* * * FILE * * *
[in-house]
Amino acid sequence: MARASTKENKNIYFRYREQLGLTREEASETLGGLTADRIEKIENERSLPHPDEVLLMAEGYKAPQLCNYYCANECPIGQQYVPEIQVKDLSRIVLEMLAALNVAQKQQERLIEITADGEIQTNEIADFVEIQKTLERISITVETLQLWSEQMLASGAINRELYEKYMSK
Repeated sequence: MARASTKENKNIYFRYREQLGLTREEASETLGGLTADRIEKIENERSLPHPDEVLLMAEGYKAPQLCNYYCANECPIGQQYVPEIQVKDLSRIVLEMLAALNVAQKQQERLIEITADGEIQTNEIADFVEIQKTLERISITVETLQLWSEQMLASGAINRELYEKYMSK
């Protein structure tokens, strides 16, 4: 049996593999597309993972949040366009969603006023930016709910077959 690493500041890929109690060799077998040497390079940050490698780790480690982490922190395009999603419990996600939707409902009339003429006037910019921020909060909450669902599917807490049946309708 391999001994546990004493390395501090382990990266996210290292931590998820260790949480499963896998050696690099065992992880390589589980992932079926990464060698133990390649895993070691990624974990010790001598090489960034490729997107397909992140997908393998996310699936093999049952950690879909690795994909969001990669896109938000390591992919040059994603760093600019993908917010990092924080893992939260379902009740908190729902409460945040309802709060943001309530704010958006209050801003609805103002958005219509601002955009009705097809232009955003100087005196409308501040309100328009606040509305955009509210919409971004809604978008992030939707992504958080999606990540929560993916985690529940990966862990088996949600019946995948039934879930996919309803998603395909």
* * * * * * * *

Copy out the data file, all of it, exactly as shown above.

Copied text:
[in-house]
Amino acid sequence: MARASTKENKNIYFRYREQLGLTREEASETLGGLTADRIEKIENERSLPHPDEVLLMAEGYKAPQLCNYYCANECPIGQQYVPEIQVKDLSRIVLEMLAALNVAQKQQERLIEITADGEIQTNEIADFVEIQKTLERISITVETLQLWSEQMLASGAINRELYEKYMSK
Repeated sequence: MARASTKENKNIYFRYREQLGLTREEASETLGGLTADRIEKIENERSLPHPDEVLLMAEGYKAPQLCNYYCANECPIGQQYVPEIQVKDLSRIVLEMLAALNVAQKQQERLIEITADGEIQTNEIADFVEIQKTLERISITVETLQLWSEQMLASGAINRELYEKYMSK
């Protein structure tokens, strides 16, 4: 049996593999597309993972949040366009969603006023930016709910077959 690493500041890929109690060799077998040497390079940050490698780790480690982490922190395009999603419990996600939707409902009339003429006037910019921020909060909450669902599917807490049946309708 391999001994546990004493390395501090382990990266996210290292931590998820260790949480499963896998050696690099065992992880390589589980992932079926990464060698133990390649895993070691990624974990010790001598090489960034490729997107397909992140997908393998996310699936093999049952950690879909690795994909969001990669896109938000390591992919040059994603760093600019993908917010990092924080893992939260379902009740908190729902409460945040309802709060943001309530704010958006209050801003609805103002958005219509601002955009009705097809232009955003100087005196409308501040309100328009606040509305955009509210919409971004809604978008992030939707992504958080999606990540929560993916985690529940990966862990088996949600019946995948039934879930996919309803998603395909």